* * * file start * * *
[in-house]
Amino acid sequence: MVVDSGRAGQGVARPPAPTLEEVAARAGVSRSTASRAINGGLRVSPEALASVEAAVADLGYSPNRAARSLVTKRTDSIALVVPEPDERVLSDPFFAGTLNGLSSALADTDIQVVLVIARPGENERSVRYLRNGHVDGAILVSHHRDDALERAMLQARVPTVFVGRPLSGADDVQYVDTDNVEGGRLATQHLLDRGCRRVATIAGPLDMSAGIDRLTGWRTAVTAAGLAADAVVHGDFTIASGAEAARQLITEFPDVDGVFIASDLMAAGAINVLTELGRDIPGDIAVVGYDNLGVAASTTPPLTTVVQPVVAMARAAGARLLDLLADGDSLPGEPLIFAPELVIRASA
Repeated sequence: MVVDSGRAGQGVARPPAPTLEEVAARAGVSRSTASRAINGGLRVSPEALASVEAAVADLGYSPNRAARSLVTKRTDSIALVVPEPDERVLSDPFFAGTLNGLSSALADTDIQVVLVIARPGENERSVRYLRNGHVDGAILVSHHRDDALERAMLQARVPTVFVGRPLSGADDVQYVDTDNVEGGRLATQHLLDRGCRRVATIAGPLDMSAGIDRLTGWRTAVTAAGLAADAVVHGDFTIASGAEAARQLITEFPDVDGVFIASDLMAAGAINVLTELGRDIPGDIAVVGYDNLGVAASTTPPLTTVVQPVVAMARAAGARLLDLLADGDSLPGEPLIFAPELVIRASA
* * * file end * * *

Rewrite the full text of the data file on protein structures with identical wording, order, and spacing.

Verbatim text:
[in-house]
Amino acid sequence: MVVDSGRAGQGVARPPAPTLEEVAARAGVSRSTASRAINGGLRVSPEALASVEAAVADLGYSPNRAARSLVTKRTDSIALVVPEPDERVLSDPFFAGTLNGLSSALADTDIQVVLVIARPGENERSVRYLRNGHVDGAILVSHHRDDALERAMLQARVPTVFVGRPLSGADDVQYVDTDNVEGGRLATQHLLDRGCRRVATIAGPLDMSAGIDRLTGWRTAVTAAGLAADAVVHGDFTIASGAEAARQLITEFPDVDGVFIASDLMAAGAINVLTELGRDIPGDIAVVGYDNLGVAASTTPPLTTVVQPVVAMARAAGARLLDLLADGDSLPGEPLIFAPELVIRASA
Repeated sequence: MVVDSGRAGQGVARPPAPTLEEVAARAGVSRSTASRAINGGLRVSPEALASVEAAVADLGYSPNRAARSLVTKRTDSIALVVPEPDERVLSDPFFAGTLNGLSSALADTDIQVVLVIARPGENERSVRYLRNGHVDGAILVSHHRDDALERAMLQARVPTVFVGRPLSGADDVQYVDTDNVEGGRLATQHLLDRGCRRVATIAGPLDMSAGIDRLTGWRTAVTAAGLAADAVVHGDFTIASGAEAARQLITEFPDVDGVFIASDLMAAGAINVLTELGRDIPGDIAVVGYDNLGVAASTTPPLTTVVQPVVAMARAAGARLLDLLADGDSLPGEPLIFAPELVIRASA